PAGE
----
Training has been reduced on quite a large scale and it is not only the public who might become involved in this reduction. Should something go wrong, the officers might become the subject of investigation. I recall a police pursuit being stopped recently for health and safety reasons purely because the person being chased was not wearing a helmet, and if an accident had occurred the officers could have been temporarily removed from their specialist duties.
When departments are reduced, it is imperative that roads policing skills are not lost and that continual training is maintained in order that officers can deal with fast-roads policing. About 10 years ago, I passed the police’s fast roads course, since when driving conditions have changed. Perhaps I should declare that I am qualified in roads policing. Driving behaviour has changed and visible patrols are vital to maintain the confidence and discipline that led to a reduction in casualties over the past 10 years. However, with the number of roads policing officers and marked police vehicles decreasing, I would not be surprised if those statistics showed an increase in casualties in the near future. It is acknowledged that the threat of being caught is an effective deterrent, whether it be by breathalysers, drug swipe tests or speeding, but they all require trained and experienced officers.
It is interesting that partnership enforcement operations exist to target coaches and heavy goods vehicles. I have attended three of these operations where not only very highly qualified roads policing officers but people from Customs and Excise and VOSA are present. They are very efficient and I just hope that, with the financial cuts, they will be allowed to continue.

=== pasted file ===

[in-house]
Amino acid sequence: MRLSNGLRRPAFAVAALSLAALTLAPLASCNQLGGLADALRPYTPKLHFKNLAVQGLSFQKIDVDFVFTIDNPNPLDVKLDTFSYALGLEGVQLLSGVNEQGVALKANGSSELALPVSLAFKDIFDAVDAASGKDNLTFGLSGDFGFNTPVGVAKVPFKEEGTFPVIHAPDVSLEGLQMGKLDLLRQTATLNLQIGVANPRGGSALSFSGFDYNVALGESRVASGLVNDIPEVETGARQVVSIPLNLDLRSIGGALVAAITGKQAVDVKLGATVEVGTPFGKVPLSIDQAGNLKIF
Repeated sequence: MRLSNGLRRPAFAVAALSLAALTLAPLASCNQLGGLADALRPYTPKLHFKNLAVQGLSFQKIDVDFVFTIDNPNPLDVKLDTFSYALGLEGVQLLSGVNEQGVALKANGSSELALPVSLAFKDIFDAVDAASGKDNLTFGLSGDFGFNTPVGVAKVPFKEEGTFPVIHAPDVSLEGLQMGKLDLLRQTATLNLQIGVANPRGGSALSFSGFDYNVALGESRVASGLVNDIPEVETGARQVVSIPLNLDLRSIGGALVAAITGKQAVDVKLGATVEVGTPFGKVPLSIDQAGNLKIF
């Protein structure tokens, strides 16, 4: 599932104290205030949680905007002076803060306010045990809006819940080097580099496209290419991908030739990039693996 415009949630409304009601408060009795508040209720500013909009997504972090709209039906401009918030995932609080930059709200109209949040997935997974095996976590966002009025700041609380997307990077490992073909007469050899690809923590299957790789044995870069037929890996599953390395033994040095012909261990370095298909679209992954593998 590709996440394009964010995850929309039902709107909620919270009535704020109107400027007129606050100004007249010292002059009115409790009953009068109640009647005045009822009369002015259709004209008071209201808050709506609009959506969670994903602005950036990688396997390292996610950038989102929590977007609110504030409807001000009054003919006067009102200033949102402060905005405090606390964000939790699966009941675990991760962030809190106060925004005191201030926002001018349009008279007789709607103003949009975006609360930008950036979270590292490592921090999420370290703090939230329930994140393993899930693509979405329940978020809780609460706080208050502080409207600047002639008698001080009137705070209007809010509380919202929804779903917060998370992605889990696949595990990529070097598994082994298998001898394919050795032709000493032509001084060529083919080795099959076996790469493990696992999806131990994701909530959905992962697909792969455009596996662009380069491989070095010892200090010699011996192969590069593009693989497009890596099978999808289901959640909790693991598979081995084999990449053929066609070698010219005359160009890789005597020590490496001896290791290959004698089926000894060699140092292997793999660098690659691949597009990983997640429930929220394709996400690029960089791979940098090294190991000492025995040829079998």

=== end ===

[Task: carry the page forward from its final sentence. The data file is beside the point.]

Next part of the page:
We have seen proposals to raise the speed limit from 70 mph to 80 mph and to decrease it from 30 mph to 20 mph in certain areas. Average speed cameras are very effective but they are not everywhere, just as roads policing officers are not everywhere. So how will these changes be enforced? Numerous research and common sense shows that a speed limit raised to 80 mph would result in more collisions and, because of the increased speed, more road deaths and serious injuries. After all, while vehicle design may change the human body does not. This, of course, flies in the face of the DfT’s long-standing commitment to reducing collisions and casualties.
The Ministry of Justice consultation document, Getting it Right for Victims and Witnesses, fails to make any proposals to improve the services offered to victims and witnesses of road deaths. Paragraph 56 says that more needs to be done but fails to make any recommendations. It is proposed that responsibility for the funding of victims’ services will soon be handled by appointed police and crime commissioners, but that will not be underpinned by a set of minimum standards that would ensure a consistent approach across the country. The Road Victims Trust, of which I am a patron, is concerned that the already patchy approach to support victims and witnesses of road deaths will simply be made worse. With pursuits being closely monitored and health and safety at the forefront of senior officers’ minds, will officers, within the bounds of the law, be allowed to follow and stop those who are driving dangerously?
Finally, road casualties and deaths are a national issue that requires a joined-up and co-ordinated response. The Government have a duty to ensure that, with the advent of police commissioners later this year, suitable methods are employed to encourage greater co-operation between government departments, the Department for Transport, the Home Office, the justice department and individual forces to continue to drive down the blight of deaths and injuries on our roads for years to come.